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Depth of mortise for tenon?

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Forum topic by BerBer5985 posted 02-13-2012 09:58 PM 1550 views 0 times favorited 7 replies Add to Favorites Watch
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BerBer5985

445 posts in 1882 days


02-13-2012 09:58 PM

This might be a really dumb question, but I have only attempted to cut through mortises but when chopping a hidden mortise by hand, how do you insure the dept is correct? Is it just measuring and trial and error? Does it matter if the mortise is deeper slightly than the tenon or the should the bottom of of the tip of the tenon touch the bottom of the mortise flush? I’m probably making more out of it than it is…

-- Greg, Owner, Quality Carpet One, www.qualitycarpetonecrofton.com


7 replies so far

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Loren

8301 posts in 3110 days


#1 posted 02-13-2012 10:05 PM

There should be 1/8” or so air space at the bottom of the mortise.
More is okay but there must be some space at the bottom because
glue gets in there and dries at the bottom. If there is no room,
hydraulic pressure can split your wood if you let it dry in the clamps
or push the joint apart if you don’t leave it in the clamps.

As a practical matter, if your stock it true and joints are cut well,
you can usually use clamps to get the parts together and take
them off shortly after the glue grabs.

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BerBer5985

445 posts in 1882 days


#2 posted 02-13-2012 10:10 PM

Ok, so for all intents and purposes, just “eyeball” the depth roughly. I thought that was the case, but I wasn’t sure. How about when making a mitered tenon. Like two stretchers coming in and meeting in the middle. i know the miters should be cut short, but as long as the mortise meet in the middle, does it matter if one is slightly deeper than the other? In order words, if I cut the first mortise and it’s an 1/8” or so deeper than the mortise that meets it in the middle making more of an F-shape mortise as opposed to an L-shaped mortise in the middle.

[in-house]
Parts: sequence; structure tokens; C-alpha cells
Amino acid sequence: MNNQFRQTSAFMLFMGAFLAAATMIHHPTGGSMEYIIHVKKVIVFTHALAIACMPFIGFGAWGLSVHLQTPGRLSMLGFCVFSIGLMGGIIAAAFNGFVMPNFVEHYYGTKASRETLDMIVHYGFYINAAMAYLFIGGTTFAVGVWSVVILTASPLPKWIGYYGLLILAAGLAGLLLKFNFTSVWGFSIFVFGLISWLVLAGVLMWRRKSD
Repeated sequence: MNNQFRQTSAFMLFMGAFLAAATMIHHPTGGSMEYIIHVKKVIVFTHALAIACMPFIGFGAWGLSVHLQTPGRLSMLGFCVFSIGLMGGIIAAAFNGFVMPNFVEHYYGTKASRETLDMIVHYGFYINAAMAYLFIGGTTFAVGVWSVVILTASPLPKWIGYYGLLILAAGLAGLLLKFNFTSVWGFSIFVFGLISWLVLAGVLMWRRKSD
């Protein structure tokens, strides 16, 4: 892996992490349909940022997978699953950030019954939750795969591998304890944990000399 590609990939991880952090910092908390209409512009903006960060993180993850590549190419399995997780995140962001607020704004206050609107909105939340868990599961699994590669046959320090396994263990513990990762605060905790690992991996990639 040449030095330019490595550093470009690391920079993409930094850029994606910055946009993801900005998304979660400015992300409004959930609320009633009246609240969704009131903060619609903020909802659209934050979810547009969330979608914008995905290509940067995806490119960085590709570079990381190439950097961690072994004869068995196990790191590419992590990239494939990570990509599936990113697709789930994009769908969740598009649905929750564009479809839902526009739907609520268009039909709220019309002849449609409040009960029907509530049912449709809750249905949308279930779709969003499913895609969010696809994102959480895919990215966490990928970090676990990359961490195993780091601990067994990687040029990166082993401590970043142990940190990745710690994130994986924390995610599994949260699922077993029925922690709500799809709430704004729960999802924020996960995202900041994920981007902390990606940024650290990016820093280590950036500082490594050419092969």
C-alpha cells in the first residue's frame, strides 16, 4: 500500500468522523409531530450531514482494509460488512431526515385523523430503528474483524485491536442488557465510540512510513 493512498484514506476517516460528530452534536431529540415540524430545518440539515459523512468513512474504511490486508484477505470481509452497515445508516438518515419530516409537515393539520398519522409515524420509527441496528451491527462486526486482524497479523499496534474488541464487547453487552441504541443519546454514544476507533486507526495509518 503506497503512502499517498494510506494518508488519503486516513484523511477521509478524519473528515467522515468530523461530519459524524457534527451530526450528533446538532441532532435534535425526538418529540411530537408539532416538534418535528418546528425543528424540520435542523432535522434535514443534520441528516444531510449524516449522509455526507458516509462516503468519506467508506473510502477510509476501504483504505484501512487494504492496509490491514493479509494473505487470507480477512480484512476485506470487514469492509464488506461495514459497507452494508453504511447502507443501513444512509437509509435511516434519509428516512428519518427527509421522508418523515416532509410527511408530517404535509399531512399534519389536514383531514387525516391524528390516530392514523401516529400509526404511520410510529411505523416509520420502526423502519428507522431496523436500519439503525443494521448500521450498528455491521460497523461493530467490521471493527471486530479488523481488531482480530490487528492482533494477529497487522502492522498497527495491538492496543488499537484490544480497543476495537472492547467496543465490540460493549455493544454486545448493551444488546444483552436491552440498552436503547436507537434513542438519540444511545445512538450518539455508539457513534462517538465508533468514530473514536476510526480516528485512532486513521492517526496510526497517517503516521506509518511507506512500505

-- Greg, Owner, Quality Carpet One, www.qualitycarpetonecrofton.com

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Loren

8301 posts in 3110 days


#3 posted 02-13-2012 10:21 PM

Other than the factor of weakening the leg where the two
mortises are by removing excessive stock? No, there’s not
a problem with over-depthing one or both mortises.

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BerBer5985

445 posts in 1882 days


#4 posted 02-13-2012 10:33 PM

Thanks for the info! So to get that depth, it’s essentially just roughly measuring the depth until you’re deep enough for the the tenon to seat properly with space.

-- Greg, Owner, Quality Carpet One, www.qualitycarpetonecrofton.com

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ELCfinefurniture

112 posts in 1782 days


#5 posted 02-14-2012 10:58 AM

Like was already said. Deep enough to seat the tenon with a little extra room. I usually would set my combo square for the desired depth plus that little bit to prevent bottoming out and check the mortise with that as I am chopping

-- {Current North Bennet street school student}

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Howie

2656 posts in 2385 days


#6 posted 02-14-2012 11:52 AM

When tenons are at a right angle to each, other miter the ends and cut the miter short for your glue space.

-- Life is good.

View Roger's profile

Roger

19867 posts in 2266 days


#7 posted 02-14-2012 08:43 PM

It’s always better to have a shorter tenon, then a longer one. Also, what Loren said

-- Roger from KY. Work/Play/Travel Safe. Keep your dust collector fed. Kentuk55@yahoo.com

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